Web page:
• Improve efficiency of internal combustion engines (laser spark plugs)
  • Ultra-high resolution displays (feature size)
  • Photo acoustic imaging
  • Cancer therapy (safe, biocompatible target for photo thermal ablation)
  • Explosion initiation (lower energy requirement and increase safety and portability – extension of use as a catalyst in combustion efficiency)
  • Hydrogen storage and release at room temperature
  • Low-energy, catalyst-free carbon nanotube synthesis at room temperature
  • Ultra-high sensitivity oxygen sensors
  • Carbon overcoat on rigid magnetic disks (tribology)
fabrication techniques
Fabrication Techniques
  • Diamond
  • Graphite
  • Graphene
  • Fullerenes
  • Nanotubes
  • Heat and pressure
  • CVD (with seed crystal)
  • High temperature conversion of diamond
  • CVD / plasma deposition (C2H2 plasma arc)
  • Gas phase reactions, electrical arc carbon rods
  • Plasma / CVD (CH4/H2)

Partial list of fabrication techniques for various types of carbon nanostructures

carbon nanospheres
Carbon Nanospheres
  • Relatively newer form of carbon
  • Formed by CVD, thermal decomposition
  • Thought to have a fullerene core – then wrapped with smaller sp2 graphene motifs
  • Motifs ‘converge’ upon heat treatment
  • Can grow from 100 to 1,000 Angstroms
  • Actually a ‘natural’ form of carbon (soot)
    • But need heat treatment to become dense
carbon nanosphere characterization
Carbon Nanosphere Characterization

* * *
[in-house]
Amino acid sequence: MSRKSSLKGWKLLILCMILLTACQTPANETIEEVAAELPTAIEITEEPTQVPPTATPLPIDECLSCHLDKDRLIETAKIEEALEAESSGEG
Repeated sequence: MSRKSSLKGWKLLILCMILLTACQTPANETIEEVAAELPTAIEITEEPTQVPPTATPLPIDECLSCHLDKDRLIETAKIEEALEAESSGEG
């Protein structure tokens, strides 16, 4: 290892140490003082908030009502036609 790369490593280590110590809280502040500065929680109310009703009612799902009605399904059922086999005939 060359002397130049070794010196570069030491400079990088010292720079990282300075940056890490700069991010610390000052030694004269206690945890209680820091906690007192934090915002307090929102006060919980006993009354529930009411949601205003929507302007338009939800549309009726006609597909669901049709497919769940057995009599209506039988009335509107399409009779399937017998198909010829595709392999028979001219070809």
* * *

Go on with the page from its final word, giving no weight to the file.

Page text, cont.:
• Nanocarbon (grey powder)
  • SEM – overall microstructure
  • TEM – detailed nanostructure
  • XPS – C/O ratio and degree of graphitization (pi-pi* shake-up)
  • Raman spectroscopy – detailed structural bonding (G/D ratio)
Researchers Apply NanodiamondNanoreinforced Polymer Composite Coatings by High-Velocity Oxy-Fuel Combustion Spraying

Onion-like carbon (OLC) was fabricated by annealing nanodiamond at 1000 °C for 2 hours in low vacuum (1 Pa). The OLC was characterized by X-ray diffraction (XRD), high resolution transmission electron microscopy (HRTEM), Fourier transform infrared spectroscopy (FTIR), Raman spectroscopy and differential scanning calorimetry (DSC). The experimental results show that the OLC exhibits similarity to the original nanodiamond particles in shape. The size of the OLC is found to be approximately 5 nm. The transformation mechanism of the OLC from nanodiamond was discussed also.

nanocarbon structures25
Nanocarbon Structures

Nanocarbon structures include common allotropes of carbon from sp2 and sp3 bonding. Graphite, graphene, fullerenes, carbon nanotubes (single and multiwall) and more recently nanospheres. The novel structure described in this work comprises a mixture of sp3 and sp2 hybridized carbon, thought to be a nucleus (seed) of sp3 diamond wrapped with fullerene structures (corannulene) also described as ‘graphitic flakes’ thought to be the building blocks of nanospheres. There are multiple routes to nanocarbon synthesis, including carbon furnaces, Chemical Vapor Deposition (CVD), and thermal decomposition . In each of these processes, intermediate carbon structures interact, fuse, etc. to form more complex nanostructures.